April showers bring May flowers a well known metaphor which not only marks time, but describes how events in one time period provide an indication on future ones. This past April several events took place that whether looked at in isolation and in total provide a good indication on the breadth of changes coming to our industry and when. Whether it was the April 4th SEC EMSAC meeting, FINRA Notices to Members or the publication of the Financial CHOICE Act 2.0, April proved to be a month filled with road marks on where our industry is heading.
“one size fits all” market structure does not serve the interests of all investor types, in particular institutional managers who need to move large blocks of stock.
“One size fits all” isn’t just for issuers anymore
Historically, conversations that included “one size fits all”, were in the context of describing how today’s market structure and regulatory regime do not facilitate the capital formation and secondary trading needs of small to mid-sized issuers. But as we see with every passing SEC EMSAC meeting, in particular the most recent April 4th one, this saying is being used to describe how today’s, “one size fits all” market structure does not serve the interests of all investor types, in particular institutional managers who need to move large blocks of stock. While Congress and the Commission have demonstrated an interest in reforming market structure for improving capital formation and liquidity in smaller cap names, having to consider investor type will add complexity to any review or plan. Having said that, the cases for change from institutional managers and those for status quo from retail brokerage firms are equally strong and well justified, so it appears that any recommendations to improve our market structure will have a degree of being two-tiered.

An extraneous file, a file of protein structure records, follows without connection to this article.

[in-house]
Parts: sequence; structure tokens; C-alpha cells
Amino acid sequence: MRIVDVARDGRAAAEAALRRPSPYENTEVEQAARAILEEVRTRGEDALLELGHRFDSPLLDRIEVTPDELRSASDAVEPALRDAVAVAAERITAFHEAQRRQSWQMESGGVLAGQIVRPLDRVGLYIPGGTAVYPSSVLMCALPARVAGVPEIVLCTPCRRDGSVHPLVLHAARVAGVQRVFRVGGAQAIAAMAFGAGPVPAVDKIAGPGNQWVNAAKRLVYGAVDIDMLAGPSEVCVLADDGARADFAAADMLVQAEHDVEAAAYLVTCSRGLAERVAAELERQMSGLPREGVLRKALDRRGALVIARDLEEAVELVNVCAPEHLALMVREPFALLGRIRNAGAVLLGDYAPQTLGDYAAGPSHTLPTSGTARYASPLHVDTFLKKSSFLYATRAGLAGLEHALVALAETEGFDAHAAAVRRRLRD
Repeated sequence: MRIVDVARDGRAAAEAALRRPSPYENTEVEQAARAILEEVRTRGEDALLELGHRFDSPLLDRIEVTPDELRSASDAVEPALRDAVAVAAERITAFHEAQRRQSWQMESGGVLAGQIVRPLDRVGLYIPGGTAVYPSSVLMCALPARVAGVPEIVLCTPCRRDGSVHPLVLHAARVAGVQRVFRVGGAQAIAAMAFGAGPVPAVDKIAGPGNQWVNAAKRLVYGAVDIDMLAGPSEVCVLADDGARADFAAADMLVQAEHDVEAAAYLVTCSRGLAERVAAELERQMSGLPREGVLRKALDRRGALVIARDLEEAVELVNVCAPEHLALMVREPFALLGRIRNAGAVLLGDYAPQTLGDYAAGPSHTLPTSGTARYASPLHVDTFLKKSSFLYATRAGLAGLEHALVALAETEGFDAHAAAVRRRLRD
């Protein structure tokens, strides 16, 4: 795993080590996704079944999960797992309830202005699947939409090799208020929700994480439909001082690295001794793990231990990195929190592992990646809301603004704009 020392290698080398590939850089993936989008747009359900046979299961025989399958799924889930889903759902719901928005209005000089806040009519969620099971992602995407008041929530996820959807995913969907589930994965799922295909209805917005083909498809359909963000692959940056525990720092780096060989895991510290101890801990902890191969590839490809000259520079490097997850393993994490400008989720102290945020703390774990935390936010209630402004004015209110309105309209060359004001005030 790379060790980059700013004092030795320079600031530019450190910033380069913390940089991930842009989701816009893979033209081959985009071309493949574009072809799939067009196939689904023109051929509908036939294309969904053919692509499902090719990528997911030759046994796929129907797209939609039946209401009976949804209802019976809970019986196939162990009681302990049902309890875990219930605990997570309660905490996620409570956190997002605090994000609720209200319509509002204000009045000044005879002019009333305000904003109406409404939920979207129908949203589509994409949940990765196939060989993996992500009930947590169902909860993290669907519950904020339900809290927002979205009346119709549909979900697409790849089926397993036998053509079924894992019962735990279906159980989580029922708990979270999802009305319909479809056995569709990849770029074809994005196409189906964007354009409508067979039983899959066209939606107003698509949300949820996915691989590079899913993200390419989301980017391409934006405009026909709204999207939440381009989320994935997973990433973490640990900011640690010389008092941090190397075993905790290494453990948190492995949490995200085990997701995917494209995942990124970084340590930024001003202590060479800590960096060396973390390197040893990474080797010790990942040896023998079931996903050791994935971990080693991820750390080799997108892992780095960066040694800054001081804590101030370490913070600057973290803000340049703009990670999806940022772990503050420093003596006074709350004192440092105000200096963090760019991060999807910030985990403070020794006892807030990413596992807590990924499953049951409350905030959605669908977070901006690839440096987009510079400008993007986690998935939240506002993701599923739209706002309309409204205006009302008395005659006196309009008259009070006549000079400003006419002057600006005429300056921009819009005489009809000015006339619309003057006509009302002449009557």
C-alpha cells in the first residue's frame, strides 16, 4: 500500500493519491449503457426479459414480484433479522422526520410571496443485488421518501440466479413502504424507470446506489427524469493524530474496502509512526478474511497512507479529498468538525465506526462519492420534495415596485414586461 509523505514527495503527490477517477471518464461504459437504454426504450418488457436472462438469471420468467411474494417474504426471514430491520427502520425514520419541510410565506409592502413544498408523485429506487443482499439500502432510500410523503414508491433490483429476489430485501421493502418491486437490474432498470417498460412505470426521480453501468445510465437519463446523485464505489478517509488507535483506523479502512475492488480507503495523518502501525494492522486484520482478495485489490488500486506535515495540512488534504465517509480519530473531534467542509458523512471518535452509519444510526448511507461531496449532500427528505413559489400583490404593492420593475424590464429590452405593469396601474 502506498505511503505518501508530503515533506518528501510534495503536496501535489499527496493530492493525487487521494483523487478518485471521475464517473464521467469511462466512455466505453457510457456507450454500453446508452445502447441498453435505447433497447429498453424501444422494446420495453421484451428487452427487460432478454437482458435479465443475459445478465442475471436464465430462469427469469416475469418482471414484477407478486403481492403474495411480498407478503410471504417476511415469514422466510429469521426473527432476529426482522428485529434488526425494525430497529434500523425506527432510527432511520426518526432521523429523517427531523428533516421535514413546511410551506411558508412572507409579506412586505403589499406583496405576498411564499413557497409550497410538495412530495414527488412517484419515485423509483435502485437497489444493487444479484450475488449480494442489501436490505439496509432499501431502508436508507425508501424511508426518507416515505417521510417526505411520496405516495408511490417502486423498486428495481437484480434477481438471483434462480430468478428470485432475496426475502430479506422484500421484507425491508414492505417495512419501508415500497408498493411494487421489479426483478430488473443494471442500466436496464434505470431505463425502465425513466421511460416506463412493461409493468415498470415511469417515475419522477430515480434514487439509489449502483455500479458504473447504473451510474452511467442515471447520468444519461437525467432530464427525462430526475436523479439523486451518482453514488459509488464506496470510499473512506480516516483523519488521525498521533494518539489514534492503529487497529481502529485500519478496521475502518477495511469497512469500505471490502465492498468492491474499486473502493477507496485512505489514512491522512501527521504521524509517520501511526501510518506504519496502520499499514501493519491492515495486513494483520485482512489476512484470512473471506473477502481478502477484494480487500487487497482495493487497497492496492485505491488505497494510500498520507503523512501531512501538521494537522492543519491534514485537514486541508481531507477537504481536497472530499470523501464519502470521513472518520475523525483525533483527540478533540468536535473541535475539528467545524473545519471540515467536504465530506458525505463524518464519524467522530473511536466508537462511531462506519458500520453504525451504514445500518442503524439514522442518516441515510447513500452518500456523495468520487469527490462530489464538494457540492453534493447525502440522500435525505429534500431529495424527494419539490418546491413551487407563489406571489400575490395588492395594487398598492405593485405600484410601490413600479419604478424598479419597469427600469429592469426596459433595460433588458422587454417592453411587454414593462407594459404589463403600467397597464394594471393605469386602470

FINRA; True Reform or Status Quo
In August 2016, Robert Cook assumed the role of President & CEO at FINRA. Mr Cook spent his first months conducting a listening tour with member firms and other interested parties. In seeking industry input, Mr. Cook’s took an additional step on March 21 when FINRA issued a special notice seeking comments on how to enhance the self-regulator’s programs for engagement with its members and other stakeholders. But it was in April when the industry began receiving requests on several specific items that an early glimpse into what seems to be a genuine desire to reform FINRA under its new President & CEO appeared. Requests for comments on; FINRA Rules which impact capital formation (Notice to Members 17-14) and Developing a limited safe harbor from FINRA Equity and Debt Research Rules for Desk Commentary (Notice to Members 17-16) are being viewed by some as proactive and positive steps towards providing member firms regulatory clarity where needed, while also improving the capital formation role our markets play.
The Financial CHOICE Act: Committee vote tomorrow
The Financial CHOICE Act is the House of Representatives’ comprehensive response to Dodd-Frank. It is over 400 pages of various Bills in various stages of the approval process and this past Friday, April 28th Chairman Hensarling and the Financial Services Committee, FSC announced they will consider, or vote on the Act tomorrow, May 2nd. Assuming it passes through the FSC, the CHOICE Act would then move over to the Senate Banking Committee. This would be a significant step in a regulatory overhaul on financial services and market participants should be aware of even those issues that perhaps do not make it into the final Bill because they will serve as good indications on the regulatory priorities Congress would like to see.
Enjoy your May!